It might be neo-nazi sites in Germany or kiddy-fiddling sites in the UK it makes no odds - Google are basically saying that they refuse to operate under local legislation in China - how can that be right?

As Flybert said - if you want the international community to attempt to impose regime change in China try to get them to impose a trade embargo... and be prepared to pay the extra. Don't say that it's alright for Google to break Chinese law because you happen to disagree with it... it'll hardly work if you're nicked for smoking weed and say "well I don't agree with the law - so I'm ignoring it".

0
1

They're not breaking Chinese law, they're bending it.

Besides, since the world is rapidly coming under the control of megacorps anyhow they're the best placed to stand up against governments like those of Chine, Australia and the UK who think that they can tell the people of their country what to think and what they may or may not learn or look at.

I would go so far as to say it is not OK for any government to censor the internet for any reason but, since some people are determined to "think of the children", I would say that the government should only do it if the population vote in agreement and the block list is freely available to all.

1
0
FAIL

But Google is not breaking any laws

No "normal" democratic country such as the UK or Germany tells Google what results it can or can't show. They may block access to sites returned in search results, but that's a completely different issue.

By redirecting google.cn to google.com.hk Google isn't breaking any Chinese laws. They cleverly did that rather than let google.cn itself return uncensored results which, apparently, would be breaking China's ridiculous censorship laws.

1
0

@CD001

"" I think they have the right to impose content filtering... every country does to some greater or lesser extent. ""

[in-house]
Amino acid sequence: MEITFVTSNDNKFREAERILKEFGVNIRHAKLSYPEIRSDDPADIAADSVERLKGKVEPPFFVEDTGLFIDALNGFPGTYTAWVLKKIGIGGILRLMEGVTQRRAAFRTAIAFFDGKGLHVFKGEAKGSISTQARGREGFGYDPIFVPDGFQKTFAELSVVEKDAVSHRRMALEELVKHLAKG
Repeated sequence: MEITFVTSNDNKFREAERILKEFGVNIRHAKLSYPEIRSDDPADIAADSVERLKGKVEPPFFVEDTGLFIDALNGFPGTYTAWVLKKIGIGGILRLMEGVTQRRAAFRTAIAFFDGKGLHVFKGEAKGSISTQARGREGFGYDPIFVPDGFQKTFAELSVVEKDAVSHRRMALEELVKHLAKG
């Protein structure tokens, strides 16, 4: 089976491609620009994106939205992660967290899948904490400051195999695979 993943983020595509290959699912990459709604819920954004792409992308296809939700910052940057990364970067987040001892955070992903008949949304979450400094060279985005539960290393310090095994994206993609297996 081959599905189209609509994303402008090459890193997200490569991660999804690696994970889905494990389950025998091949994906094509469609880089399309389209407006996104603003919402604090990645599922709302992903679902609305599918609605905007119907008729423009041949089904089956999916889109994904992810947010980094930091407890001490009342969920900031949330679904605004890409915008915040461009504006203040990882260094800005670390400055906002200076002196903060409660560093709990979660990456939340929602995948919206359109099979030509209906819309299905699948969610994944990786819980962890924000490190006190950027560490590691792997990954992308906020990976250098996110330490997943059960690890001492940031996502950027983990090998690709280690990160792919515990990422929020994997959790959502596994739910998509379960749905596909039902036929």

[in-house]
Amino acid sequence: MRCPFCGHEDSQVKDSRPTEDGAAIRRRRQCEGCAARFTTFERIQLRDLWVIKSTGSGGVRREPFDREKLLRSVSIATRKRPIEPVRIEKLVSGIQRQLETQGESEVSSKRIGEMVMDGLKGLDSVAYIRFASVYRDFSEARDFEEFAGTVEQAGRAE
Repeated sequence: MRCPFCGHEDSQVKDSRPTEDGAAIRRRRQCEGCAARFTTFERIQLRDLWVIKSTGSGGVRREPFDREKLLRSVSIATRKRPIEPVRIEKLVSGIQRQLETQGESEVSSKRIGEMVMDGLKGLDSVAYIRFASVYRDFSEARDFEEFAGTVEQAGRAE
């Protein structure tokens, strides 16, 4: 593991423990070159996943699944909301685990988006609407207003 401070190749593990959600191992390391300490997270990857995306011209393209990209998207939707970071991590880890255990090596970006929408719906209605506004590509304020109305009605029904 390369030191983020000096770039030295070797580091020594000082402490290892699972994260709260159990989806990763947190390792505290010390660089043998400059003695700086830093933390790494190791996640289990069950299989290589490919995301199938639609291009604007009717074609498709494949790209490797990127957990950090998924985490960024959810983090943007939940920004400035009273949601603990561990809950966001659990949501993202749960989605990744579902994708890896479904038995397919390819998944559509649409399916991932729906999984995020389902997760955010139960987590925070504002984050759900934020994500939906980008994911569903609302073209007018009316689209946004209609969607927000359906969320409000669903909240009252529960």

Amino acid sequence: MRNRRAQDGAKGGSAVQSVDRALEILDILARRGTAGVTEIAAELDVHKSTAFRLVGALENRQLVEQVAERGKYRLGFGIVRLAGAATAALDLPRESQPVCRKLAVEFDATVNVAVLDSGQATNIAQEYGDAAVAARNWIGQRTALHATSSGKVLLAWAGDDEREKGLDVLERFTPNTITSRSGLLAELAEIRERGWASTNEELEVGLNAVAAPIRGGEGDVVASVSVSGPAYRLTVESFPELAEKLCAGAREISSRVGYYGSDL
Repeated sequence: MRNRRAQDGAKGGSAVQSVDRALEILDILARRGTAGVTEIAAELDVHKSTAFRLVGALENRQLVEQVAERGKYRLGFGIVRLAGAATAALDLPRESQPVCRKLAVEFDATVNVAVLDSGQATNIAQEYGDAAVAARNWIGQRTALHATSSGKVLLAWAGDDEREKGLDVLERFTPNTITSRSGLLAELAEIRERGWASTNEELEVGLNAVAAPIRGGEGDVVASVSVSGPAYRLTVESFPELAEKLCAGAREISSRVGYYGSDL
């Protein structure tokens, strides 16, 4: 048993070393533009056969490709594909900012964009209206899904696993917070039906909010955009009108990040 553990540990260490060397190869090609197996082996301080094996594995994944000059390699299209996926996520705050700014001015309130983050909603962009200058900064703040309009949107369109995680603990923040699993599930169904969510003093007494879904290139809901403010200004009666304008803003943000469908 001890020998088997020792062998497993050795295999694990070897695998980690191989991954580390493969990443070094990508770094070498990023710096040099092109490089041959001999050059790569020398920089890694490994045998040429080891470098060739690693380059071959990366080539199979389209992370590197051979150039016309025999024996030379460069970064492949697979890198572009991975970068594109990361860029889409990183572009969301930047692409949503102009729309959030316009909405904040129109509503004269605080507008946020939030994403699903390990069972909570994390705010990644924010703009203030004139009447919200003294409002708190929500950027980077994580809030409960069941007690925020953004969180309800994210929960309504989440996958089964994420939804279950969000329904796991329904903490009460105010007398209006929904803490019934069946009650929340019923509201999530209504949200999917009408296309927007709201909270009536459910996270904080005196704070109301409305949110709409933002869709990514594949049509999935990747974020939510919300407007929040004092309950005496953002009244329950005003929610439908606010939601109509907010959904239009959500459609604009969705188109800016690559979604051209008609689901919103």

Governments are tasked with protecting their people. Filtering out child pornography and violent racism is one thing; blocking all content that goes against the government's political, religious and moral opinions is a whole another thing. - The main difference is that in the UK and Germany, the people are aware of what is being blocked. Hell, if it wasn't being blocked, the people would probably demand that it were, with overwhelming majority.

The Chinese government's excessive content blocking isn't protecting anybody but them selves. They are abusing their positions of power for their own gain, at the expense of their people; the people who's interest they should be protecting.

Companies like Google are ideally positioned to challenge these abusive governments, and I hope more of them have the courage to do so. It may catch the attention of some of the Chinese people; many of whom -- mostly due to the content filtering -- are probably unaware that there even is a problem.

... Makes you wonder. What sort of abuse are we ourselves suffering, without our even knowing about it? ;)

1
0
Megaphone

Governments?

Governments generally try and do what they can to maintain the society or create the society that they feel is most appropriate.